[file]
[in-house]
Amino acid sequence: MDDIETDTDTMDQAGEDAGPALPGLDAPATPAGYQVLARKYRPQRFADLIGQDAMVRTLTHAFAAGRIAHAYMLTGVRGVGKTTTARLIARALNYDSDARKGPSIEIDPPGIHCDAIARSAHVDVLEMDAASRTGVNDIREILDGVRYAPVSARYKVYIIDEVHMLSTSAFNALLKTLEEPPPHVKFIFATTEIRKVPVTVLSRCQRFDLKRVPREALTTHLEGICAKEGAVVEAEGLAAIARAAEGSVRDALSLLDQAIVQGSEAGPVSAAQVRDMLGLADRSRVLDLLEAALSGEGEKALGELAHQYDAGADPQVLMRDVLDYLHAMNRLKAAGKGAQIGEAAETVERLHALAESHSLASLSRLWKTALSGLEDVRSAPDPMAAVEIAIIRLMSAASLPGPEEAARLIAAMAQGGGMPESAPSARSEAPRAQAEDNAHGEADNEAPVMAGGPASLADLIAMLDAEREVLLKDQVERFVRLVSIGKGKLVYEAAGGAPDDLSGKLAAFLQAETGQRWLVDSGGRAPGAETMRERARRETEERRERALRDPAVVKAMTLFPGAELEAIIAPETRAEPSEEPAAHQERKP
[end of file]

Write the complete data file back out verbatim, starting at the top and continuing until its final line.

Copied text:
[in-house]
Amino acid sequence: MDDIETDTDTMDQAGEDAGPALPGLDAPATPAGYQVLARKYRPQRFADLIGQDAMVRTLTHAFAAGRIAHAYMLTGVRGVGKTTTARLIARALNYDSDARKGPSIEIDPPGIHCDAIARSAHVDVLEMDAASRTGVNDIREILDGVRYAPVSARYKVYIIDEVHMLSTSAFNALLKTLEEPPPHVKFIFATTEIRKVPVTVLSRCQRFDLKRVPREALTTHLEGICAKEGAVVEAEGLAAIARAAEGSVRDALSLLDQAIVQGSEAGPVSAAQVRDMLGLADRSRVLDLLEAALSGEGEKALGELAHQYDAGADPQVLMRDVLDYLHAMNRLKAAGKGAQIGEAAETVERLHALAESHSLASLSRLWKTALSGLEDVRSAPDPMAAVEIAIIRLMSAASLPGPEEAARLIAAMAQGGGMPESAPSARSEAPRAQAEDNAHGEADNEAPVMAGGPASLADLIAMLDAEREVLLKDQVERFVRLVSIGKGKLVYEAAGGAPDDLSGKLAAFLQAETGQRWLVDSGGRAPGAETMRERARRETEERRERALRDPAVVKAMTLFPGAELEAIIAPETRAEPSEEPAAHQERKP